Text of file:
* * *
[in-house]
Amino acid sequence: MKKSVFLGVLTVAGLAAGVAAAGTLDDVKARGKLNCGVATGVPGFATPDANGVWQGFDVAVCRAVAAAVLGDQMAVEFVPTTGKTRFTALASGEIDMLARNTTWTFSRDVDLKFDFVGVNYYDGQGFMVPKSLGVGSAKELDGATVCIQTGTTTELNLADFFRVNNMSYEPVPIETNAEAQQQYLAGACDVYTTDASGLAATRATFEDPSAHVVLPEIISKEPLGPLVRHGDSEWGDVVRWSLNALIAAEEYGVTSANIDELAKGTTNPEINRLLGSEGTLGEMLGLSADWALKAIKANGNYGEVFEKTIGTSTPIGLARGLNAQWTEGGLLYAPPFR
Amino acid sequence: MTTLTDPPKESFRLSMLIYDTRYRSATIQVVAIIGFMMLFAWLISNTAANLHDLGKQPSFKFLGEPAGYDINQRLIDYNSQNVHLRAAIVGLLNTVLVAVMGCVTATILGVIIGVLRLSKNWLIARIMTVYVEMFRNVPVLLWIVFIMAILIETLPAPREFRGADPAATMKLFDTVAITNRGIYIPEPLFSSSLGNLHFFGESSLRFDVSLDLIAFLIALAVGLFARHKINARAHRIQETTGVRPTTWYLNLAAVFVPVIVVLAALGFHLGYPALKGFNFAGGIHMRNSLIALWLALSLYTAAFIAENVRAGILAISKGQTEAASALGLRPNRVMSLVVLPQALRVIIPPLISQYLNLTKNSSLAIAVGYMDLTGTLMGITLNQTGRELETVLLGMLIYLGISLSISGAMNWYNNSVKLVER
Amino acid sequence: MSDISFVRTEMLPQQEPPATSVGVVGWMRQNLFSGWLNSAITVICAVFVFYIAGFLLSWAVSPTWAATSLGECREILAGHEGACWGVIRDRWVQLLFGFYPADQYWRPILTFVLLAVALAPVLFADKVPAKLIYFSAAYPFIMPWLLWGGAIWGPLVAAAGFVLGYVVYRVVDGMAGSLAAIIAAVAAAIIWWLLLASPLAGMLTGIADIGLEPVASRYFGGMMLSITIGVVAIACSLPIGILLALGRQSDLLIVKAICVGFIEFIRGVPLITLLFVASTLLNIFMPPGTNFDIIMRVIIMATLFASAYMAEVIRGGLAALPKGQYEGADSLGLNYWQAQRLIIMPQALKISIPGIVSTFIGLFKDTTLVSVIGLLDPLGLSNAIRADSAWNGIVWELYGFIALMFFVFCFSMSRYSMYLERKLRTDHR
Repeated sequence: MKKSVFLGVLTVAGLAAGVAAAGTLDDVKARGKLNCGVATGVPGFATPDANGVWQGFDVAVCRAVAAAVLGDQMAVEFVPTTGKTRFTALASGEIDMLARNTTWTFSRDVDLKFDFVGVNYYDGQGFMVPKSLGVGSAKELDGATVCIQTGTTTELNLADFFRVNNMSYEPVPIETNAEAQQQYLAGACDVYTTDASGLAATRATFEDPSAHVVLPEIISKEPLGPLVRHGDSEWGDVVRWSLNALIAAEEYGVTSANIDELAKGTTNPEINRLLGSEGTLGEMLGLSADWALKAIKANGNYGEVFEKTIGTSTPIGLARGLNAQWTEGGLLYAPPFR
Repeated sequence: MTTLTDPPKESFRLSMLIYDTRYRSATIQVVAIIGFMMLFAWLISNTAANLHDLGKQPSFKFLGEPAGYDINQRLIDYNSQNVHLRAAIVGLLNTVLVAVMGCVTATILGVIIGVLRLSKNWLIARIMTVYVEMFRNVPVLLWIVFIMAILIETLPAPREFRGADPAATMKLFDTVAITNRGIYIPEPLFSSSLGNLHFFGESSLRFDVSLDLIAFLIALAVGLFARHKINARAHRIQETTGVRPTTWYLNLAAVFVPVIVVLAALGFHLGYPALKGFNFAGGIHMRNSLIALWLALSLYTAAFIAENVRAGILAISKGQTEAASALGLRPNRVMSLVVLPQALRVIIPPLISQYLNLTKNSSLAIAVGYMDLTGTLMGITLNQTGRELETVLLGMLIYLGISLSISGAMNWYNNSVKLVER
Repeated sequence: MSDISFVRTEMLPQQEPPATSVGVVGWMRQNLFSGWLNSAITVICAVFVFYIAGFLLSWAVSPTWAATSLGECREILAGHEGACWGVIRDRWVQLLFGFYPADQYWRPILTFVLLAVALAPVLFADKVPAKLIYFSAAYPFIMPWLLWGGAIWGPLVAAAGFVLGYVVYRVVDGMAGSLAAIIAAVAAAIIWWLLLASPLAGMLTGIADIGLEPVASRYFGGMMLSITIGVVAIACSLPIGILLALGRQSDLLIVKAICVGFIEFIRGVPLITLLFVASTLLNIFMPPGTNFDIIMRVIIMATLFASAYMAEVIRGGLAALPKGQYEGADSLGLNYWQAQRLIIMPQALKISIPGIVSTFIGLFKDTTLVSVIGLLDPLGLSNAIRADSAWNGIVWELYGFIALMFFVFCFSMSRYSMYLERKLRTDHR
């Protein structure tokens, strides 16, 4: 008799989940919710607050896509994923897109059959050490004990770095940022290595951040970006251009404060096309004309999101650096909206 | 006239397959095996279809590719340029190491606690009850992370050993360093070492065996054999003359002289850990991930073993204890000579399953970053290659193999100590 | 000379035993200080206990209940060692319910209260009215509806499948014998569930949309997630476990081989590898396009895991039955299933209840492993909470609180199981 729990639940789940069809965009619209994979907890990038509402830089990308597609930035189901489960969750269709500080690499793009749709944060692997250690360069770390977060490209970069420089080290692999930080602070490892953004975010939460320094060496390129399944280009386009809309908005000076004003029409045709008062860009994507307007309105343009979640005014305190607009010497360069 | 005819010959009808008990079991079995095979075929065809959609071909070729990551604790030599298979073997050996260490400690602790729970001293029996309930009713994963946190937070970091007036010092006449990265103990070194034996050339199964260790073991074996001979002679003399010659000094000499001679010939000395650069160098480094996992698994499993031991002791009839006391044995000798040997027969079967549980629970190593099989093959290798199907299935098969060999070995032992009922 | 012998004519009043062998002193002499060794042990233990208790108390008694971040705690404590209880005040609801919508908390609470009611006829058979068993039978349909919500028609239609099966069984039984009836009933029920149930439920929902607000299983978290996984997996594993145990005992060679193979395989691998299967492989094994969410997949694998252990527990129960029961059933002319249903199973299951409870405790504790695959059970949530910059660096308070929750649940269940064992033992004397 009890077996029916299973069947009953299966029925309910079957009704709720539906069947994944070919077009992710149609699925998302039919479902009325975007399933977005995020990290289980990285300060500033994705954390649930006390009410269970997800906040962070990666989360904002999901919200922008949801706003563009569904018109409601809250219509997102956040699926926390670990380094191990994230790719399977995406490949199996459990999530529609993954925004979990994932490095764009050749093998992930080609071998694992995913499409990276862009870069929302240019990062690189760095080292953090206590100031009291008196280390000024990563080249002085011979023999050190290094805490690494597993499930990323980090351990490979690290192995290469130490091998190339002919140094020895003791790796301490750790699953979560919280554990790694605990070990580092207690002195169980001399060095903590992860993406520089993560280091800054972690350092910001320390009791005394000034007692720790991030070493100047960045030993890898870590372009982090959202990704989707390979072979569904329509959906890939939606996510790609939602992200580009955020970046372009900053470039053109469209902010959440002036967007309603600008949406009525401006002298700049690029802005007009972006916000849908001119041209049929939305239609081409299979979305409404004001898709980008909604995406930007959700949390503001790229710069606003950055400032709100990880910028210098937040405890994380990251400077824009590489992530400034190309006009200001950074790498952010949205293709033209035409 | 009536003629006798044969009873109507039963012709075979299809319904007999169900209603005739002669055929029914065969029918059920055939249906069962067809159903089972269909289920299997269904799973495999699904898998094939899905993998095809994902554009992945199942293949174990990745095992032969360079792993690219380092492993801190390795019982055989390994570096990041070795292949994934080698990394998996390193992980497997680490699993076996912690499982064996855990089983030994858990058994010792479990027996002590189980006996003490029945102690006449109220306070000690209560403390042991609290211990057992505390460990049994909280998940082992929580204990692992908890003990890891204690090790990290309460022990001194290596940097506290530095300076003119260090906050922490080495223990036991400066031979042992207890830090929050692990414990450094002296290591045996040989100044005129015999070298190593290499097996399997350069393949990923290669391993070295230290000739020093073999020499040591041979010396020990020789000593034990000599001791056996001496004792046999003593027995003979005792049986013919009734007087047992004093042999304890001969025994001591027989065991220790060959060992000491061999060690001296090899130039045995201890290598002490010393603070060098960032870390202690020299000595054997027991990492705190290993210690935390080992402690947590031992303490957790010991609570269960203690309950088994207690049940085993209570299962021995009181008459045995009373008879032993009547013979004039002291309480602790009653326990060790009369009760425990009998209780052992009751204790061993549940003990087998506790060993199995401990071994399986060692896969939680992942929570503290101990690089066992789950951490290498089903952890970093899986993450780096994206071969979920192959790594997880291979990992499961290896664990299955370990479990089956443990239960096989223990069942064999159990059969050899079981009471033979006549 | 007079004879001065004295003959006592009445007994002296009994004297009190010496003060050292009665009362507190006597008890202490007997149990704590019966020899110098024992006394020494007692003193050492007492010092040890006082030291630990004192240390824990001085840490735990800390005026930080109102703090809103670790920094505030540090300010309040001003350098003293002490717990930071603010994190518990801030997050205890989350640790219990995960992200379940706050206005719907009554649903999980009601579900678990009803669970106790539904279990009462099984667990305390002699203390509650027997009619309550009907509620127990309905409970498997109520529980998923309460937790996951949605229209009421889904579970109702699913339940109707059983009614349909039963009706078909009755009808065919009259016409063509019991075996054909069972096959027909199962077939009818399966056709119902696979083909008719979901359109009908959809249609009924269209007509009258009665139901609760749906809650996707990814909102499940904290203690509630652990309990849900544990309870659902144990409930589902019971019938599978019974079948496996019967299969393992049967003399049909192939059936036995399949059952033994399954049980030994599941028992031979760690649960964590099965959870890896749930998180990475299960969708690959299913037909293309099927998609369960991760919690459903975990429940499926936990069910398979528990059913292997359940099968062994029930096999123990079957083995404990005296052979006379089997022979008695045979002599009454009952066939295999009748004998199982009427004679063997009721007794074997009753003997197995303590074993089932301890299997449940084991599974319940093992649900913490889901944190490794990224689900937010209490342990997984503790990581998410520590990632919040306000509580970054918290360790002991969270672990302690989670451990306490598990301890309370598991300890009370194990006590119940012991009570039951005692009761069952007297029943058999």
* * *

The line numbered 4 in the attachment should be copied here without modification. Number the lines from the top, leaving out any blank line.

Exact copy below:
Amino acid sequence: MSDISFVRTEMLPQQEPPATSVGVVGWMRQNLFSGWLNSAITVICAVFVFYIAGFLLSWAVSPTWAATSLGECREILAGHEGACWGVIRDRWVQLLFGFYPADQYWRPILTFVLLAVALAPVLFADKVPAKLIYFSAAYPFIMPWLLWGGAIWGPLVAAAGFVLGYVVYRVVDGMAGSLAAIIAAVAAAIIWWLLLASPLAGMLTGIADIGLEPVASRYFGGMMLSITIGVVAIACSLPIGILLALGRQSDLLIVKAICVGFIEFIRGVPLITLLFVASTLLNIFMPPGTNFDIIMRVIIMATLFASAYMAEVIRGGLAALPKGQYEGADSLGLNYWQAQRLIIMPQALKISIPGIVSTFIGLFKDTTLVSVIGLLDPLGLSNAIRADSAWNGIVWELYGFIALMFFVFCFSMSRYSMYLERKLRTDHR